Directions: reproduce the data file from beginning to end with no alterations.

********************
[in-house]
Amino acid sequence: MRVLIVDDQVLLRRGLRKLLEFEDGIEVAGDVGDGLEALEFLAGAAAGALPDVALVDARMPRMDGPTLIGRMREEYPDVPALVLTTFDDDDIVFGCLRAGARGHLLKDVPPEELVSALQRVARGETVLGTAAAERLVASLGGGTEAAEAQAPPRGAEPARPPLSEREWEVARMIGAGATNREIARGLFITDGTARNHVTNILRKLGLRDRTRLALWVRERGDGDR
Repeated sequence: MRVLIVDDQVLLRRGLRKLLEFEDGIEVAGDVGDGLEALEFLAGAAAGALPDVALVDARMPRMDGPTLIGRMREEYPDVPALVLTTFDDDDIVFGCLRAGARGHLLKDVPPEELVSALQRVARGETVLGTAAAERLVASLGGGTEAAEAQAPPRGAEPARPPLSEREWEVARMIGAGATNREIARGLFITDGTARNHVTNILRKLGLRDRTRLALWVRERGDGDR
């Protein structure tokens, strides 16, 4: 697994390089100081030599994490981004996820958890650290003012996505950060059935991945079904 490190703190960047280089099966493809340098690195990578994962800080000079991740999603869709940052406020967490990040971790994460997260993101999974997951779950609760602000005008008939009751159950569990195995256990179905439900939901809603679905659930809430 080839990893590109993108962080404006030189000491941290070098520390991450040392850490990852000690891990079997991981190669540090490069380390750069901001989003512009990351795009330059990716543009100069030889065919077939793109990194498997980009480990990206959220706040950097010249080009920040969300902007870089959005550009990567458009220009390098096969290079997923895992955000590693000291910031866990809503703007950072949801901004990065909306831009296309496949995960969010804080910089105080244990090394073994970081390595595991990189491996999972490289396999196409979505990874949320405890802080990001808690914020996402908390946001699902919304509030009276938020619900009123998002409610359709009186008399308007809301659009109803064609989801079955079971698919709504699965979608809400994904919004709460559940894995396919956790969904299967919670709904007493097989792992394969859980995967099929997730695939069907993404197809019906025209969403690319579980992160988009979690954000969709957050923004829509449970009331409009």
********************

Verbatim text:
[in-house]
Amino acid sequence: MRVLIVDDQVLLRRGLRKLLEFEDGIEVAGDVGDGLEALEFLAGAAAGALPDVALVDARMPRMDGPTLIGRMREEYPDVPALVLTTFDDDDIVFGCLRAGARGHLLKDVPPEELVSALQRVARGETVLGTAAAERLVASLGGGTEAAEAQAPPRGAEPARPPLSEREWEVARMIGAGATNREIARGLFITDGTARNHVTNILRKLGLRDRTRLALWVRERGDGDR
Repeated sequence: MRVLIVDDQVLLRRGLRKLLEFEDGIEVAGDVGDGLEALEFLAGAAAGALPDVALVDARMPRMDGPTLIGRMREEYPDVPALVLTTFDDDDIVFGCLRAGARGHLLKDVPPEELVSALQRVARGETVLGTAAAERLVASLGGGTEAAEAQAPPRGAEPARPPLSEREWEVARMIGAGATNREIARGLFITDGTARNHVTNILRKLGLRDRTRLALWVRERGDGDR
């Protein structure tokens, strides 16, 4: 697994390089100081030599994490981004996820958890650290003012996505950060059935991945079904 490190703190960047280089099966493809340098690195990578994962800080000079991740999603869709940052406020967490990040971790994460997260993101999974997951779950609760602000005008008939009751159950569990195995256990179905439900939901809603679905659930809430 080839990893590109993108962080404006030189000491941290070098520390991450040392850490990852000690891990079997991981190669540090490069380390750069901001989003512009990351795009330059990716543009100069030889065919077939793109990194498997980009480990990206959220706040950097010249080009920040969300902007870089959005550009990567458009220009390098096969290079997923895992955000590693000291910031866990809503703007950072949801901004990065909306831009296309496949995960969010804080910089105080244990090394073994970081390595595991990189491996999972490289396999196409979505990874949320405890802080990001808690914020996402908390946001699902919304509030009276938020619900009123998002409610359709009186008399308007809301659009109803064609989801079955079971698919709504699965979608809400994904919004709460559940894995396919956790969904299967919670709904007493097989792992394969859980995967099929997730695939069907993404197809019906025209969403690319579980992160988009979690954000969709957050923004829509449970009331409009």